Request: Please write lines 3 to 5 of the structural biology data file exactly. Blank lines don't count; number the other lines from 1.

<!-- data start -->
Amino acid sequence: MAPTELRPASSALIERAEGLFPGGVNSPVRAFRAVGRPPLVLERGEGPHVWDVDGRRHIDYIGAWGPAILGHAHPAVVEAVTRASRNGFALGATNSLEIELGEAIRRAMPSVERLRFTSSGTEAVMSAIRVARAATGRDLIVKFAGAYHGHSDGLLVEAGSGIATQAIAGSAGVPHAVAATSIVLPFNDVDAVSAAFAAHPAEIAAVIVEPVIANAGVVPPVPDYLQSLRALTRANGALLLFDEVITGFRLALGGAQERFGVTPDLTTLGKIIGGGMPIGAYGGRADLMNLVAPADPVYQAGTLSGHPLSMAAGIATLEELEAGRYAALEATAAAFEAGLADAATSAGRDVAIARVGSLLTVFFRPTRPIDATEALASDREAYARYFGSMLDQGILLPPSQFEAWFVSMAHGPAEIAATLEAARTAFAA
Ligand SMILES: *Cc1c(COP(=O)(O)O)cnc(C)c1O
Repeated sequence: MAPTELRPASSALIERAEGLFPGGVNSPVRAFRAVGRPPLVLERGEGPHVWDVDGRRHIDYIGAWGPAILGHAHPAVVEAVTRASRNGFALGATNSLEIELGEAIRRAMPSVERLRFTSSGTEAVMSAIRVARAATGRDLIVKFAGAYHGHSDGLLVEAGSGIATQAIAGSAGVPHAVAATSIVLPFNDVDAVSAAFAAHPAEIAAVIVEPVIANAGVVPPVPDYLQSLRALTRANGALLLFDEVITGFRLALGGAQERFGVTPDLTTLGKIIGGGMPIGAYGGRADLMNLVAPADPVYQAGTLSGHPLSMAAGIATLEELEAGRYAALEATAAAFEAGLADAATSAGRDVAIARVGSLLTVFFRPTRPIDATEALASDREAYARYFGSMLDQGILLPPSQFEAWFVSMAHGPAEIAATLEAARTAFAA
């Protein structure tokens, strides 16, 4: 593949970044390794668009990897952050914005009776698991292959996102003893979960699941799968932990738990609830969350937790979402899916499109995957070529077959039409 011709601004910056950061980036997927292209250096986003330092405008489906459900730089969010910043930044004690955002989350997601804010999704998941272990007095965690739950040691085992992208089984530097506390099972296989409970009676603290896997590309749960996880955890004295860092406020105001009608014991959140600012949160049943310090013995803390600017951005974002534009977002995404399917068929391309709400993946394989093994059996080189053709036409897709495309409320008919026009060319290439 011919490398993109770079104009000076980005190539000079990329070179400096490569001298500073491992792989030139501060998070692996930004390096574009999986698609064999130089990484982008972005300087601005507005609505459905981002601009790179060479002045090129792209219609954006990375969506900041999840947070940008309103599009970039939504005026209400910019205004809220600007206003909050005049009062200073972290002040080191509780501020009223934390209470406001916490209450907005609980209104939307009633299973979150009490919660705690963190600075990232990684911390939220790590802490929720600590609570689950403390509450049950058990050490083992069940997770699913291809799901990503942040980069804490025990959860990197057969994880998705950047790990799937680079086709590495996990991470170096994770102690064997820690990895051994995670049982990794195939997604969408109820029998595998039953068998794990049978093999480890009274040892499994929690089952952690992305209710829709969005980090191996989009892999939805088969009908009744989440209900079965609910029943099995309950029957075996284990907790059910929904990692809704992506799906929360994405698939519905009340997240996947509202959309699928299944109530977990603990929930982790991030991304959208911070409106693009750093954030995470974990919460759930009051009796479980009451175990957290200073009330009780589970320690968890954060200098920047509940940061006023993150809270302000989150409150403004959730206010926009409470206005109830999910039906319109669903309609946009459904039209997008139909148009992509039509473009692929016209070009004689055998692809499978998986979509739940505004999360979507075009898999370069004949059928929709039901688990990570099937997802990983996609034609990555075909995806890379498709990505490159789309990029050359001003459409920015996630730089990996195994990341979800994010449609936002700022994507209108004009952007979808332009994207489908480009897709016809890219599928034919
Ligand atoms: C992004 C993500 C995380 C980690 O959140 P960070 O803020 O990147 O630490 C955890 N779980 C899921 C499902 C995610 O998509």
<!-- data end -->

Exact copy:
Repeated sequence: MAPTELRPASSALIERAEGLFPGGVNSPVRAFRAVGRPPLVLERGEGPHVWDVDGRRHIDYIGAWGPAILGHAHPAVVEAVTRASRNGFALGATNSLEIELGEAIRRAMPSVERLRFTSSGTEAVMSAIRVARAATGRDLIVKFAGAYHGHSDGLLVEAGSGIATQAIAGSAGVPHAVAATSIVLPFNDVDAVSAAFAAHPAEIAAVIVEPVIANAGVVPPVPDYLQSLRALTRANGALLLFDEVITGFRLALGGAQERFGVTPDLTTLGKIIGGGMPIGAYGGRADLMNLVAPADPVYQAGTLSGHPLSMAAGIATLEELEAGRYAALEATAAAFEAGLADAATSAGRDVAIARVGSLLTVFFRPTRPIDATEALASDREAYARYFGSMLDQGILLPPSQFEAWFVSMAHGPAEIAATLEAARTAFAA
């Protein structure tokens, strides 16, 4: 593949970044390794668009990897952050914005009776698991292959996102003893979960699941799968932990738990609830969350937790979402899916499109995957070529077959039409 011709601004910056950061980036997927292209250096986003330092405008489906459900730089969010910043930044004690955002989350997601804010999704998941272990007095965690739950040691085992992208089984530097506390099972296989409970009676603290896997590309749960996880955890004295860092406020105001009608014991959140600012949160049943310090013995803390600017951005974002534009977002995404399917068929391309709400993946394989093994059996080189053709036409897709495309409320008919026009060319290439 011919490398993109770079104009000076980005190539000079990329070179400096490569001298500073491992792989030139501060998070692996930004390096574009999986698609064999130089990484982008972005300087601005507005609505459905981002601009790179060479002045090129792209219609954006990375969506900041999840947070940008309103599009970039939504005026209400910019205004809220600007206003909050005049009062200073972290002040080191509780501020009223934390209470406001916490209450907005609980209104939307009633299973979150009490919660705690963190600075990232990684911390939220790590802490929720600590609570689950403390509450049950058990050490083992069940997770699913291809799901990503942040980069804490025990959860990197057969994880998705950047790990799937680079086709590495996990991470170096994770102690064997820690990895051994995670049982990794195939997604969408109820029998595998039953068998794990049978093999480890009274040892499994929690089952952690992305209710829709969005980090191996989009892999939805088969009908009744989440209900079965609910029943099995309950029957075996284990907790059910929904990692809704992506799906929360994405698939519905009340997240996947509202959309699928299944109530977990603990929930982790991030991304959208911070409106693009750093954030995470974990919460759930009051009796479980009451175990957290200073009330009780589970320690968890954060200098920047509940940061006023993150809270302000989150409150403004959730206010926009409470206005109830999910039906319109669903309609946009459904039209997008139909148009992509039509473009692929016209070009004689055998692809499978998986979509739940505004999360979507075009898999370069004949059928929709039901688990990570099937997802990983996609034609990555075909995806890379498709990505490159789309990029050359001003459409920015996630730089990996195994990341979800994010449609936002700022994507209108004009952007979808332009994207489908480009897709016809890219599928034919
Ligand atoms: C992004 C993500 C995380 C980690 O959140 P960070 O803020 O990147 O630490 C955890 N779980 C899921 C499902 C995610 O998509």